As the college football world tentatively works its way through the schedule, the question marks continue to multiply.
We’ve seen conferences like the Big Ten and Mid-American Conference start their seasons weeks behind their counterparts. We’ve seen teams like Coastal Carolina land themselves in the Top 25 rankings for the first time in program history.
But, amidst the chaos, there is one consistent factor that ultimately controls the fate of this year’s college football season, and if we’ll be able to watch the beloved College Football Playoff (CFP) come January. That being the ongoing pandemic and the heightened risk of spreading COVID-19 throughout college locker rooms and campuses.
For now, let’s assume the Playoff will remain as scheduled and we’ll be able to watch the four best teams in the country compete in the Rose Bowl and Allstate Sugar Bowl for a spot in the National Championship Game on January 11.
While the usual contenders like Alabama, Clemson and Ohio State currently stand atop the national rankings, the uncertainty of the pandemic has allowed for quite a bit of questioning and discrepancy when it comes to deciding the 25 best teams in college football on a weekly basis.
For example, Notre Dame is currently ranked fourth and has started their season a perfect 6-0 as an honorary member of the Atlantic Coast Conference in 2020. One spot above them, and ranked number three, is traditional powerhouse Ohio State. Makes sense right?
Faulty Ranking System?
Well, no, not really. To some fans and followers of the sport, this shouldn’t be the case at all considering Ohio State has only played two games so far after the Big Ten’s kickoff on October 24. How can a team who has played four fewer games, and only plans to play eight in-conference games total, already land a spot in the top three?
Let’s take a look further down the rankings. Sitting at number twelve is Oregon, a historic program with a solid roster and good coaching. The only issue there is the Ducks haven’t played a single snap of their 2020 season yet, as the PAC-12 is set to kickoff this Saturday, November 7. This brings us back to Coastal Carolina. The Chanticleers are currently ranked fifteenth in the country and also boast a 6-0 record. It’s hard to believe the school and their fans aren’t at least frustrated they’re behind a team who has yet to step foot in a stadium yet.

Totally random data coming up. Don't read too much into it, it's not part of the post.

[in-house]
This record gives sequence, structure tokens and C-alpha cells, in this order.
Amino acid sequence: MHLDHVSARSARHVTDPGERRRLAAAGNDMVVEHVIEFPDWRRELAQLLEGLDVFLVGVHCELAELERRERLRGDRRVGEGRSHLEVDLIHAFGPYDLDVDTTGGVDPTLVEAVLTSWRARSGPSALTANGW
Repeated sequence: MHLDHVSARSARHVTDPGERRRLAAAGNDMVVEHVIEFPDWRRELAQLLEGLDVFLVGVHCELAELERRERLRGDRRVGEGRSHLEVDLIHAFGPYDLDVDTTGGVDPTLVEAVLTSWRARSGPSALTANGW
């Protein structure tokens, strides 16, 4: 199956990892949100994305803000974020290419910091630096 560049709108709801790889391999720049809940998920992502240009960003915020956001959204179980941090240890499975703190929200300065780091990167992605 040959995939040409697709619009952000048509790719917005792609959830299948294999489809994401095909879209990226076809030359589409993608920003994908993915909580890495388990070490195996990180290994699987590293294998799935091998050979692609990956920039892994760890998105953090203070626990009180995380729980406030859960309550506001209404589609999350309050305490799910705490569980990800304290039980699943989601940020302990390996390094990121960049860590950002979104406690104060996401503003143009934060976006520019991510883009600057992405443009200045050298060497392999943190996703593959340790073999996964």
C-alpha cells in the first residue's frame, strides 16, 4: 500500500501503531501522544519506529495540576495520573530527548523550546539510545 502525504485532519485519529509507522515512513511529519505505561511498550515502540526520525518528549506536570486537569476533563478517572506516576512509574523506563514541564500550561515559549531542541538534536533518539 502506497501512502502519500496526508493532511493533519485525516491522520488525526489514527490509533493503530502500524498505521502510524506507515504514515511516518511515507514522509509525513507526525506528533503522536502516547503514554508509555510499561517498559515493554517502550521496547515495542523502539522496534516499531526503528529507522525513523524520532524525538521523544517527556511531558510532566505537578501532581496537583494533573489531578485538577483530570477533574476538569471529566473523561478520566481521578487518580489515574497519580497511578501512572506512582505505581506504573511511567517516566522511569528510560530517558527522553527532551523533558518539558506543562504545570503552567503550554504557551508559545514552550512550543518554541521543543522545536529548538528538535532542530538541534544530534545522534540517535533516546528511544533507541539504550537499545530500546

There are even teams like Oklahoma State who probably deserve to be a few spots up in the rankings considering the late start or lack of games played by some teams in front of them. The Cowboys are currently ranked fourteenth and sit four spots behind tenth ranked Wisconsin. Although Oklahoma State is not undefeated, they’re still a solid 4-1, with their lone blemish coming in a loss to another traditional contender in Texas.
But, again, while Wisconsin is usually in the CFP mix every year and a contender for the Big Ten title, they’ve only played one game so far due to their late start and the cancellation of their Week 2 game due to positive COVID-19 tests throughout their roster. Their Week 3 game on November 7 has already been cancelled as well, and an uproar is likely if they remain in the tenth spot after some of these Big 12 teams, and teams from smaller conferences, continue to win with six or seven games under their belt.
While there are a few more cases of teams who have played two or less games ranked above teams already half way through their schedule, the main takeaway is how the rankings committees will continue to deal with these discrepancies.
Will they continue to rank teams based off of their talented rosters and success in years past? Or will they turn their focus to overall record, the strength of schedule and conference standings like they do in years without a national health crisis occurring?
Either way, there will be unhappy fans, boosters and supporters on both sides of the fence waiting to see what January has in store.
And there will be even more question marks.
More College football content coming soon.